Navarra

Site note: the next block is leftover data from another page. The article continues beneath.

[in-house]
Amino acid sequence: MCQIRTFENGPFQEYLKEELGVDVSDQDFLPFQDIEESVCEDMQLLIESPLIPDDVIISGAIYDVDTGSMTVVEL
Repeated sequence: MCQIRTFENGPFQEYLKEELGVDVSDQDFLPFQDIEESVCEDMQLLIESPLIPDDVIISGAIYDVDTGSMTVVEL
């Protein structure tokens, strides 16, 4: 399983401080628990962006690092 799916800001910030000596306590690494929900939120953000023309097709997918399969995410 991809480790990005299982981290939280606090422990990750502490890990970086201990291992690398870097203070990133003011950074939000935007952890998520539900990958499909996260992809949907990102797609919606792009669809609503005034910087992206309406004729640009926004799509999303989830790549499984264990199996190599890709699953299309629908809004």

The history of this region’s wine trade dates back to the 11th Century when most of the wines were being sold as people traveled along the Camino de Santiago. However, after being conquered by Charlemagne and later granted independent status, there was a fair amount of trade between France and Spain. At the time the area was well reputed for its rosados made mostly from Garnacha. From the high (about 1800ft altitude) vineyards of Valdizarbe to the lower (750ft altitude) vineyards of Ribera Baja, there is a huge stylistic variance in red wines. The region extends from the Pyrenees Mountains to the Ebro basin located on the edge of Rioja Baja. In the northern portions of Navarra, the terrain is very mountainous where the Pyrenees act as a protector from the strong Mistral winds of France. Further South, the landscape becomes more pastoral. Unlike Rioja, Navarra has considerable plantings of French varietals such as: Cabernet Sauvignon, Merlot, Chardonnay, and Sauvignon Blanc.